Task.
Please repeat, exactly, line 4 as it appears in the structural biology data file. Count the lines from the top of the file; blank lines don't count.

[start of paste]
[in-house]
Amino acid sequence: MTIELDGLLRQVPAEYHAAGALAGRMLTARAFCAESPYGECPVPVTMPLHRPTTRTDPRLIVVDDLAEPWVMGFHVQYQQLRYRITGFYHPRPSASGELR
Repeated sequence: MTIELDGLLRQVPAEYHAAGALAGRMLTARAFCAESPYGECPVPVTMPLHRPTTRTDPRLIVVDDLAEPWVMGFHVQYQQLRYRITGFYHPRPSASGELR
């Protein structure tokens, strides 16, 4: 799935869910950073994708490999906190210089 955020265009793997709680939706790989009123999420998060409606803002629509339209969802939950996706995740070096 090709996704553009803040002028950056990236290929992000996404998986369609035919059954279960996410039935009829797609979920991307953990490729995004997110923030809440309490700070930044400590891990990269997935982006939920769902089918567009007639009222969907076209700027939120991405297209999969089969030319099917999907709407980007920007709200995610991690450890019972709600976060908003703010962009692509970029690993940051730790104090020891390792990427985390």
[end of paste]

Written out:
């Protein structure tokens, strides 16, 4: 799935869910950073994708490999906190210089 955020265009793997709680939706790989009123999420998060409606803002629509339209969802939950996706995740070096 090709996704553009803040002028950056990236290929992000996404998986369609035919059954279960996410039935009829797609979920991307953990490729995004997110923030809440309490700070930044400590891990990269997935982006939920769902089918567009007639009222969907076209700027939120991405297209999969089969030319099917999907709407980007920007709200995610991690450890019972709600976060908003703010962009692509970029690993940051730790104090020891390792990427985390």